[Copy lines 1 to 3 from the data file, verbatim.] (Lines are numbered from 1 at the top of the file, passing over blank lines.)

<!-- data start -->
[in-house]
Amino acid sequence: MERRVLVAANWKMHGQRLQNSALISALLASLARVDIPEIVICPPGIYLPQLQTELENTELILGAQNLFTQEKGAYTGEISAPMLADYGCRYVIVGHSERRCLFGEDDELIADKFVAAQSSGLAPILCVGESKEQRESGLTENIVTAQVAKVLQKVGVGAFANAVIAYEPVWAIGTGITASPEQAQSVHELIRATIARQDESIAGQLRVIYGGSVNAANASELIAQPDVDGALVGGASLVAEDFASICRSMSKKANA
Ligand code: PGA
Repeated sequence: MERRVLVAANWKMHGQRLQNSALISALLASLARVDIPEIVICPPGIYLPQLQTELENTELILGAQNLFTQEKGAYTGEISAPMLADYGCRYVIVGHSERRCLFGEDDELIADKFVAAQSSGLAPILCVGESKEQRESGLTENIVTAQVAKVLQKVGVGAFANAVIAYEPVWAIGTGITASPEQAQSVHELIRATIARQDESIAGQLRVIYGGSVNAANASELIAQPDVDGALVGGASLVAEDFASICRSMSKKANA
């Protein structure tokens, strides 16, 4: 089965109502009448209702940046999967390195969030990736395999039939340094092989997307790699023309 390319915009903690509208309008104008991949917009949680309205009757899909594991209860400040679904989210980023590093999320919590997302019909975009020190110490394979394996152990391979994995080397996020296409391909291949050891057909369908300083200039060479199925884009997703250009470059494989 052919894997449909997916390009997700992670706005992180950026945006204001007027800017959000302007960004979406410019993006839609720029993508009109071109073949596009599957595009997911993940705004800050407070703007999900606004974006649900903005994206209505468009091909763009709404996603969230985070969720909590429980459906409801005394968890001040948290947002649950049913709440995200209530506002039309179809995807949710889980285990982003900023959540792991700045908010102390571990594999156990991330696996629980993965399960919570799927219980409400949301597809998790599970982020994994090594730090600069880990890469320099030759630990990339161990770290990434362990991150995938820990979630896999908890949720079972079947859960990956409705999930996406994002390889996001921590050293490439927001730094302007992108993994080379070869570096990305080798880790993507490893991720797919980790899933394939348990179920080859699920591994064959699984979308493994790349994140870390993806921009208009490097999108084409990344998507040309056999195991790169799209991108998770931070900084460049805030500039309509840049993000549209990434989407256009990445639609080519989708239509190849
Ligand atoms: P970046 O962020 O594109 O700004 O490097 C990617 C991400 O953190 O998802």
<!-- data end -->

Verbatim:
[in-house]
Amino acid sequence: MERRVLVAANWKMHGQRLQNSALISALLASLARVDIPEIVICPPGIYLPQLQTELENTELILGAQNLFTQEKGAYTGEISAPMLADYGCRYVIVGHSERRCLFGEDDELIADKFVAAQSSGLAPILCVGESKEQRESGLTENIVTAQVAKVLQKVGVGAFANAVIAYEPVWAIGTGITASPEQAQSVHELIRATIARQDESIAGQLRVIYGGSVNAANASELIAQPDVDGALVGGASLVAEDFASICRSMSKKANA
Ligand code: PGA